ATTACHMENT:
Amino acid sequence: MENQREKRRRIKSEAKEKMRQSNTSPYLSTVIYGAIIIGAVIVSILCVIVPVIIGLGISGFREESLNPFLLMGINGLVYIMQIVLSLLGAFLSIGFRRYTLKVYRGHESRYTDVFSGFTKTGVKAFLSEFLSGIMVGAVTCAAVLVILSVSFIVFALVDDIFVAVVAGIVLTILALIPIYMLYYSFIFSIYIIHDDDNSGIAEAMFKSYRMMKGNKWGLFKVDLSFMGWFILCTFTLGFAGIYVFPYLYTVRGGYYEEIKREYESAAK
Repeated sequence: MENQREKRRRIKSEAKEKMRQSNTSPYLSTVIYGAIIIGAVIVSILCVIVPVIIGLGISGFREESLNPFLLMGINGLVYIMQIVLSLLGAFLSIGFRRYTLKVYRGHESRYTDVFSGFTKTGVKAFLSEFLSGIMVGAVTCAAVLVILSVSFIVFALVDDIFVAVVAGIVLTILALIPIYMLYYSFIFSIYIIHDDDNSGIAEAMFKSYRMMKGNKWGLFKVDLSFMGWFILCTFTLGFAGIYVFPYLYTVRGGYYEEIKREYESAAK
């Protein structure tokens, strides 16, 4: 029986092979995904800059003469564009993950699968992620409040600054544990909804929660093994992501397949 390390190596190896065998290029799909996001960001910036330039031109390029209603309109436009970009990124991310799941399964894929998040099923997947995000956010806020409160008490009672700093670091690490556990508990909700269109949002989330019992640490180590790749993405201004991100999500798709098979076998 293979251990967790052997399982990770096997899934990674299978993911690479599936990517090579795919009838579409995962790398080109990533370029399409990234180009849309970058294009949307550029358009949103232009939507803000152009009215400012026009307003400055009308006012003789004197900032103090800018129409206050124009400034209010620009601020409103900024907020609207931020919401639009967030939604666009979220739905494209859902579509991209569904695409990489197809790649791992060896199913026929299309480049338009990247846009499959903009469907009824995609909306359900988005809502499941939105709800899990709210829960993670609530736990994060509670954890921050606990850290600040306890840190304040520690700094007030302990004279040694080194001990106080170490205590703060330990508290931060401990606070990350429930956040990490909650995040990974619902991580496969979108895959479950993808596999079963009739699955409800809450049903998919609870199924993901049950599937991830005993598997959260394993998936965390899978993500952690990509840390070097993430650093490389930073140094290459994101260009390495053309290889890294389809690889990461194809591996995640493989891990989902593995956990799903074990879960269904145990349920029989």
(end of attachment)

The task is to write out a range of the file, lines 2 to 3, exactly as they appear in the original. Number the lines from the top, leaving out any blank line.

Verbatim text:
Repeated sequence: MENQREKRRRIKSEAKEKMRQSNTSPYLSTVIYGAIIIGAVIVSILCVIVPVIIGLGISGFREESLNPFLLMGINGLVYIMQIVLSLLGAFLSIGFRRYTLKVYRGHESRYTDVFSGFTKTGVKAFLSEFLSGIMVGAVTCAAVLVILSVSFIVFALVDDIFVAVVAGIVLTILALIPIYMLYYSFIFSIYIIHDDDNSGIAEAMFKSYRMMKGNKWGLFKVDLSFMGWFILCTFTLGFAGIYVFPYLYTVRGGYYEEIKREYESAAK
């Protein structure tokens, strides 16, 4: 029986092979995904800059003469564009993950699968992620409040600054544990909804929660093994992501397949 390390190596190896065998290029799909996001960001910036330039031109390029209603309109436009970009990124991310799941399964894929998040099923997947995000956010806020409160008490009672700093670091690490556990508990909700269109949002989330019992640490180590790749993405201004991100999500798709098979076998 293979251990967790052997399982990770096997899934990674299978993911690479599936990517090579795919009838579409995962790398080109990533370029399409990234180009849309970058294009949307550029358009949103232009939507803000152009009215400012026009307003400055009308006012003789004197900032103090800018129409206050124009400034209010620009601020409103900024907020609207931020919401639009967030939604666009979220739905494209859902579509991209569904695409990489197809790649791992060896199913026929299309480049338009990247846009499959903009469907009824995609909306359900988005809502499941939105709800899990709210829960993670609530736990994060509670954890921050606990850290600040306890840190304040520690700094007030302990004279040694080194001990106080170490205590703060330990508290931060401990606070990350429930956040990490909650995040990974619902991580496969979108895959479950993808596999079963009739699955409800809450049903998919609870199924993901049950599937991830005993598997959260394993998936965390899978993500952690990509840390070097993430650093490389930073140094290459994101260009390495053309290889890294389809690889990461194809591996995640493989891990989902593995956990799903074990879960269904145990349920029989």